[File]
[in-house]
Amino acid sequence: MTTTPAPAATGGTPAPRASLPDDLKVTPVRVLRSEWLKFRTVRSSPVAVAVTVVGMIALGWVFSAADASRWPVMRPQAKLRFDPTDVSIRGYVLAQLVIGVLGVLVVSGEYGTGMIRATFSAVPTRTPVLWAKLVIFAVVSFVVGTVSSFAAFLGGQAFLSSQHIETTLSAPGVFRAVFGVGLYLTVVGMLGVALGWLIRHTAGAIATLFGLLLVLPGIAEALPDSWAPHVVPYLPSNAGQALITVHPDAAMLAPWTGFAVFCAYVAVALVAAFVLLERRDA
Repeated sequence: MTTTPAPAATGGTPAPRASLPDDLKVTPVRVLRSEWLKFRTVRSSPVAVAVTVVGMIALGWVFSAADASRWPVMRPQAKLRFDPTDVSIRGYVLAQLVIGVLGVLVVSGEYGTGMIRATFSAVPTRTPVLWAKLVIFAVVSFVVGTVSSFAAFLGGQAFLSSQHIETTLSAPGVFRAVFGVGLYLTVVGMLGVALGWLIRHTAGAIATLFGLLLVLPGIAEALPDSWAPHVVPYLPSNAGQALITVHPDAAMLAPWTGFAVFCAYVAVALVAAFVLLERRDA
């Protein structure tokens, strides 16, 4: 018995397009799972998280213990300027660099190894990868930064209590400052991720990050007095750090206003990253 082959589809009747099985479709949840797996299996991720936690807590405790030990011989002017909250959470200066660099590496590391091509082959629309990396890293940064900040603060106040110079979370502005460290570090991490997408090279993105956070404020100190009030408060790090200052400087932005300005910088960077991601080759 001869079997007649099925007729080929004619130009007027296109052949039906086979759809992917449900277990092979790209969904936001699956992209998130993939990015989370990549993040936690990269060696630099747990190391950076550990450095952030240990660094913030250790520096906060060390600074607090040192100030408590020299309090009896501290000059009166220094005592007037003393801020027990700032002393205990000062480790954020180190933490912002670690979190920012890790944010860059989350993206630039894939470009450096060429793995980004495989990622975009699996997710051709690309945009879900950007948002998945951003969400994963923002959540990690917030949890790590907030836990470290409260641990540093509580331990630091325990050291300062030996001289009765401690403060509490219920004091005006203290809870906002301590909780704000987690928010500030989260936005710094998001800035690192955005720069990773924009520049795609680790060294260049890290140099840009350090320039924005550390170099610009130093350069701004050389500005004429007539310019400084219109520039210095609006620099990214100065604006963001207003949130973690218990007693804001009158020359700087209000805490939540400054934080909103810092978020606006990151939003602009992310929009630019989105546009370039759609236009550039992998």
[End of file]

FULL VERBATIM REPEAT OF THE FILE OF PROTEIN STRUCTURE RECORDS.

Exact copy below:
[in-house]
Amino acid sequence: MTTTPAPAATGGTPAPRASLPDDLKVTPVRVLRSEWLKFRTVRSSPVAVAVTVVGMIALGWVFSAADASRWPVMRPQAKLRFDPTDVSIRGYVLAQLVIGVLGVLVVSGEYGTGMIRATFSAVPTRTPVLWAKLVIFAVVSFVVGTVSSFAAFLGGQAFLSSQHIETTLSAPGVFRAVFGVGLYLTVVGMLGVALGWLIRHTAGAIATLFGLLLVLPGIAEALPDSWAPHVVPYLPSNAGQALITVHPDAAMLAPWTGFAVFCAYVAVALVAAFVLLERRDA
Repeated sequence: MTTTPAPAATGGTPAPRASLPDDLKVTPVRVLRSEWLKFRTVRSSPVAVAVTVVGMIALGWVFSAADASRWPVMRPQAKLRFDPTDVSIRGYVLAQLVIGVLGVLVVSGEYGTGMIRATFSAVPTRTPVLWAKLVIFAVVSFVVGTVSSFAAFLGGQAFLSSQHIETTLSAPGVFRAVFGVGLYLTVVGMLGVALGWLIRHTAGAIATLFGLLLVLPGIAEALPDSWAPHVVPYLPSNAGQALITVHPDAAMLAPWTGFAVFCAYVAVALVAAFVLLERRDA
């Protein structure tokens, strides 16, 4: 018995397009799972998280213990300027660099190894990868930064209590400052991720990050007095750090206003990253 082959589809009747099985479709949840797996299996991720936690807590405790030990011989002017909250959470200066660099590496590391091509082959629309990396890293940064900040603060106040110079979370502005460290570090991490997408090279993105956070404020100190009030408060790090200052400087932005300005910088960077991601080759 001869079997007649099925007729080929004619130009007027296109052949039906086979759809992917449900277990092979790209969904936001699956992209998130993939990015989370990549993040936690990269060696630099747990190391950076550990450095952030240990660094913030250790520096906060060390600074607090040192100030408590020299309090009896501290000059009166220094005592007037003393801020027990700032002393205990000062480790954020180190933490912002670690979190920012890790944010860059989350993206630039894939470009450096060429793995980004495989990622975009699996997710051709690309945009879900950007948002998945951003969400994963923002959540990690917030949890790590907030836990470290409260641990540093509580331990630091325990050291300062030996001289009765401690403060509490219920004091005006203290809870906002301590909780704000987690928010500030989260936005710094998001800035690192955005720069990773924009520049795609680790060294260049890290140099840009350090320039924005550390170099610009130093350069701004050389500005004429007539310019400084219109520039210095609006620099990214100065604006963001207003949130973690218990007693804001009158020359700087209000805490939540400054934080909103810092978020606006990151939003602009992310929009630019989105546009370039759609236009550039992998």